The University of Maryland and two other universities are testing 8,000 doses of H5N1 vaccine on 450 volunteers to see if it is safe and effective. The vaccine was produced by Sanofi Pasteur under a contract awarded by the National Institutes of Health in March 2004.
Even if it proves effective, experts said there's no guarantee the vaccine will work should a pandemic occur. All influenza viruses are constantly mutating, a process known as "antigenic drift."
"Even one or two changes, if they occur in the right spot, can affect whether the virus would be recognized by the immune system," said John Treanor, a professor of medicine at the University of Rochester and the principal investigator for the NIH trials.
An old technology
Vaccine production still relies on a 30-year-old technology based on millions of fertile chicken eggs.
Sanofi Pasteur maintains flocks of millions of chickens. They produce eggs nine to 10 months a year -- all that's needed to make the vaccines to tackle the routine flu viruses we face every winter.
But that would not be enough to take on an influenza pandemic. The new five-year, $41 million federal contract will help Sanofi expand and maintain its flocks to produce eggs year-round.
The government is investing millions in Sanofi because it is the only remaining manufacturer of influenza vaccines in the United States. Low and inconsistent demand for the annual flu vaccines drove everyone else in the United States out of the business.
FluMist, a flu vaccine that is inhaled, is made in bulk in Britain and finished in the United States. But it is based on a live, weakened virus that might not be safe for patients with weak immune systems.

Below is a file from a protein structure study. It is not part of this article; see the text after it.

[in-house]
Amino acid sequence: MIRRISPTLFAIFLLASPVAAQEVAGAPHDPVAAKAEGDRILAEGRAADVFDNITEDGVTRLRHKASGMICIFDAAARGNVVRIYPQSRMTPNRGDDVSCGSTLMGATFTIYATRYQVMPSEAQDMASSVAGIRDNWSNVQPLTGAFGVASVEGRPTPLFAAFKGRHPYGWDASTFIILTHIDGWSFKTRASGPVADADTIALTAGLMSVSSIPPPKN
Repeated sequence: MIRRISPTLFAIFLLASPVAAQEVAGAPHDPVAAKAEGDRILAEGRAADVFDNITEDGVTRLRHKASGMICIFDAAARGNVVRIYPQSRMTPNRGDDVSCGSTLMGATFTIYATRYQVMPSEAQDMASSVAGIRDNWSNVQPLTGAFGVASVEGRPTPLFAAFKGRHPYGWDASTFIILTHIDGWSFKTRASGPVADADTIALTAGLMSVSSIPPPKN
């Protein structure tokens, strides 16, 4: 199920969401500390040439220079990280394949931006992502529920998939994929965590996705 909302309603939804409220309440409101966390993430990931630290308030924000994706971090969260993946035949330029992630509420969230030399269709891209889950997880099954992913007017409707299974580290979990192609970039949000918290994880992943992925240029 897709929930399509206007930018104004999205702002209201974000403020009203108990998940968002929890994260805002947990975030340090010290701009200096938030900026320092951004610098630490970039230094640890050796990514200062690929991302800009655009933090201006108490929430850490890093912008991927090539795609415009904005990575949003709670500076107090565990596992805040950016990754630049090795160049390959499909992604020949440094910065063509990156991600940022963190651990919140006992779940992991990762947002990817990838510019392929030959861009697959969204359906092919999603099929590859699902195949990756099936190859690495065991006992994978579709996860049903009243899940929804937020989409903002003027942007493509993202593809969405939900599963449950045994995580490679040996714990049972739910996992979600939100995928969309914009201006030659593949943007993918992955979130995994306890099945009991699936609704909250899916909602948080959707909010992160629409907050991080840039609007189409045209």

And in a global pandemic, officials said, the United States would probably not be able to turn to other countries for vaccine supplies. They will be facing their own public health crises.
Several European countries, as well as Japan, Australia, Taiwan, Korea and Brazil, are also developing H5N1 vaccines or building manufacturing capacity.
"The biggest concern I have globally is Africa," said James T. Matthews, director of external research and development at Sanofi. There is no vaccine in development on that continent, and "they are very vulnerable."
U.S. health authorities are planning campaigns to encourage more Americans to get annual flu shots, hoping that will increase demand, attract more drug manufacturers and expand the nation's domestic vaccine capacity.
In a pandemic outbreak -- an epidemic over a wide geographic area -- vaccines would arrive late and slowly, officials said. Vaccination priority would go to critical services personnel and to the most vulnerable populations. As more supplies arrived, distribution would broaden to the wider population.
Scientists are also working to determine whether and how a flu vaccine could be formulated or administered differently -- perhaps under the skin rather than into the muscle -- to stretch limited supplies.